Stories#033 Luca’s research into extremely thin layers

#033 Luca’s research into extremely thin layers

The story of Ruud’s tailor made approach is a story of Luca’s research into extremely thin layers

This autumn, PhD candidate Luca Bouwmeester will complete her research into the properties of extremely thin layers of material. And that's not the only thing she sinks her teeth into. She’s always looking to latch onto to something else. Business controller Ruud Slot appreciates her energy and decisiveness. Like Luca, he is convinced that if you nurture your talent, you will progress naturally. As a person and as an organisation.

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Monday 31 May 2021


Ruud: ‘Luca, I have to confess: your field is abracadabra to me. Can you explain to me what you do?’

Luca: ‘I can imagine that. I am conducting doctoral research into the material properties of very thin layers. Characteristically, thin layers have a lot of surface and relatively little mass, so materials behave differently than expected. And that's where it gets interesting! In the lab, my colleagues and I try to assign new properties to a material by positioning the atoms the way we want. That is a matter of trial and error, the end result cannot be completely predicted. But when we do succeed in assigning a new property to the material, we immediately take a giant leap forward and the material can be used for new applications. It's really cool to do this particular research.’

Ruud: ‘Clear to me now. The end of your PhD program is in sight. What stage are you in at the moment?’

Luca: ‘I have arrived at the “Big Writing Stage”. Now that our social lives are on hold, I can focus better on this particular stage. But I miss meeting up with friends or being able to go to a party – a lot. I’m also disappointed I can’t attend conferences, and therefore can’t present my research to colleagues. I really love that social interaction in my work.’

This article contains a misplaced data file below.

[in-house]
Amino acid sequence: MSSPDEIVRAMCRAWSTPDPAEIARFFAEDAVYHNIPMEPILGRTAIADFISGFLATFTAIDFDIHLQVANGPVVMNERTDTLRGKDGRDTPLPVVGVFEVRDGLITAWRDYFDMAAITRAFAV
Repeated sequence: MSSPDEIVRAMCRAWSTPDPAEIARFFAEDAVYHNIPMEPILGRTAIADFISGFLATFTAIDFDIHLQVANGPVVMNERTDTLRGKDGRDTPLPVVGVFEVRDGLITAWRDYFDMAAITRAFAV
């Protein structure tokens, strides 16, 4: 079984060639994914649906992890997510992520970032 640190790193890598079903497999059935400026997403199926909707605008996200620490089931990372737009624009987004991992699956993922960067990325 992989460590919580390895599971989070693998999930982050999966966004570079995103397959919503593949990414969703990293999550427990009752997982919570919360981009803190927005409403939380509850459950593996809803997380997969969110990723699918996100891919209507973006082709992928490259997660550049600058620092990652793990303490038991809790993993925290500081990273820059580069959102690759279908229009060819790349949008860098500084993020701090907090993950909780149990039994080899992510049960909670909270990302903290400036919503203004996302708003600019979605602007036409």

Ruud: ‘I read that you have anticipated the period following your PhD by starting as an investment analyst.’

Luca: ‘You read well, haha. I will be defending my PhD in September. I don't know exactly what I want to do afterwards; I’m interested in many things. So, I’ve had coffee with lots of people. That is how I came to know about Cottonwood, a company that invests in start-ups in nanotechnology, medical technology and renewable energy, among other things. I now work there for a few hours a week in addition to my research. At UT I study very small things, whereas as an investment analyst I zoom out and look at the possible applications of technology. I don't know yet whether this is my new dream job, but it’s a great combination for the time being.’

Ruud: ‘What drives you the most: ambition or curiosity?’

Luca: ‘I aspire to have a great career, although I don't know exactly in which direction yet. I live in the moment and usually let my curiosity guide me in what I encounter along the way. For example: I noticed that there weren’t any structural opportunities to talk to other PhDs and postdocs in the department in order to exchange experiences - which I really missed. I couldn’t imagine being the only person to lack that kind of contact with peers. That is why I suggested to organise them. They are nice meetings: we share our struggles and wins, and it has really increased mutual involvement within the department.’